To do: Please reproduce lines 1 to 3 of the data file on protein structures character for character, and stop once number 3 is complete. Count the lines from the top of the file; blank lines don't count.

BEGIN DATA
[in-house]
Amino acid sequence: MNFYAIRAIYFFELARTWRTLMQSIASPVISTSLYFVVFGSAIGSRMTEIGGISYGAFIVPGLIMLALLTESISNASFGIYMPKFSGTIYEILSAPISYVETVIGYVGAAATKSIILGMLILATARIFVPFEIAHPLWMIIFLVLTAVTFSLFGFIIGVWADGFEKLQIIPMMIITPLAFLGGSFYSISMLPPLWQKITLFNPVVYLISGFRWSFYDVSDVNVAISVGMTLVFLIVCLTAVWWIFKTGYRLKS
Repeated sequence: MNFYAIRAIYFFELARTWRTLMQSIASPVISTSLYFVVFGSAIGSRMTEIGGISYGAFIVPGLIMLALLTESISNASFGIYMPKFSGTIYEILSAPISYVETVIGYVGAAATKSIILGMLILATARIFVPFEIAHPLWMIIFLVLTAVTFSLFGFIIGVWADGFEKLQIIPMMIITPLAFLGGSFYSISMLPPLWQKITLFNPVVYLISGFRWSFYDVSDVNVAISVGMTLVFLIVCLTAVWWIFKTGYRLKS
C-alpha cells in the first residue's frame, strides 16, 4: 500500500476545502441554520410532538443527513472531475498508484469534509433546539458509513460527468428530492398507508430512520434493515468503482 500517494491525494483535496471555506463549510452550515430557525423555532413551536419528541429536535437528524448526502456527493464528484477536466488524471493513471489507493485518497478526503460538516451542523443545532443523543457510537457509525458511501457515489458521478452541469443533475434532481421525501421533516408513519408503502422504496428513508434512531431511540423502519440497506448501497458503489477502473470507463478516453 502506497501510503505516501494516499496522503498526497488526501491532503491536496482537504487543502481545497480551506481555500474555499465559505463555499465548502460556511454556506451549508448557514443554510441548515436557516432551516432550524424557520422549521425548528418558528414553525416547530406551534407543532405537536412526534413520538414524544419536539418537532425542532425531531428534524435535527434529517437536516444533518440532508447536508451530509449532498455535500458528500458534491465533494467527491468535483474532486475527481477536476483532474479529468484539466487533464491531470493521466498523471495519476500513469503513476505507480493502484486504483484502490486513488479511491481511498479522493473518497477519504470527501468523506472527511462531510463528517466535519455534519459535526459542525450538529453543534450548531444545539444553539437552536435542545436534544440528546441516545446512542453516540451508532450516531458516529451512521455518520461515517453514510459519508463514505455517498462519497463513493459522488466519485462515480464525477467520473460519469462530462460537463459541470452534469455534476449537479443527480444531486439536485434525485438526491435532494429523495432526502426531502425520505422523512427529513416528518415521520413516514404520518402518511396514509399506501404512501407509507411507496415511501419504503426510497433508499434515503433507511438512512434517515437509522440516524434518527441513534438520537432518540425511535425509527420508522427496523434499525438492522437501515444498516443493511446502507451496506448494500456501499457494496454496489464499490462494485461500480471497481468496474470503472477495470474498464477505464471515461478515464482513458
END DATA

[in-house]
Amino acid sequence: MNFYAIRAIYFFELARTWRTLMQSIASPVISTSLYFVVFGSAIGSRMTEIGGISYGAFIVPGLIMLALLTESISNASFGIYMPKFSGTIYEILSAPISYVETVIGYVGAAATKSIILGMLILATARIFVPFEIAHPLWMIIFLVLTAVTFSLFGFIIGVWADGFEKLQIIPMMIITPLAFLGGSFYSISMLPPLWQKITLFNPVVYLISGFRWSFYDVSDVNVAISVGMTLVFLIVCLTAVWWIFKTGYRLKS
Repeated sequence: MNFYAIRAIYFFELARTWRTLMQSIASPVISTSLYFVVFGSAIGSRMTEIGGISYGAFIVPGLIMLALLTESISNASFGIYMPKFSGTIYEILSAPISYVETVIGYVGAAATKSIILGMLILATARIFVPFEIAHPLWMIIFLVLTAVTFSLFGFIIGVWADGFEKLQIIPMMIITPLAFLGGSFYSISMLPPLWQKITLFNPVVYLISGFRWSFYDVSDVNVAISVGMTLVFLIVCLTAVWWIFKTGYRLKS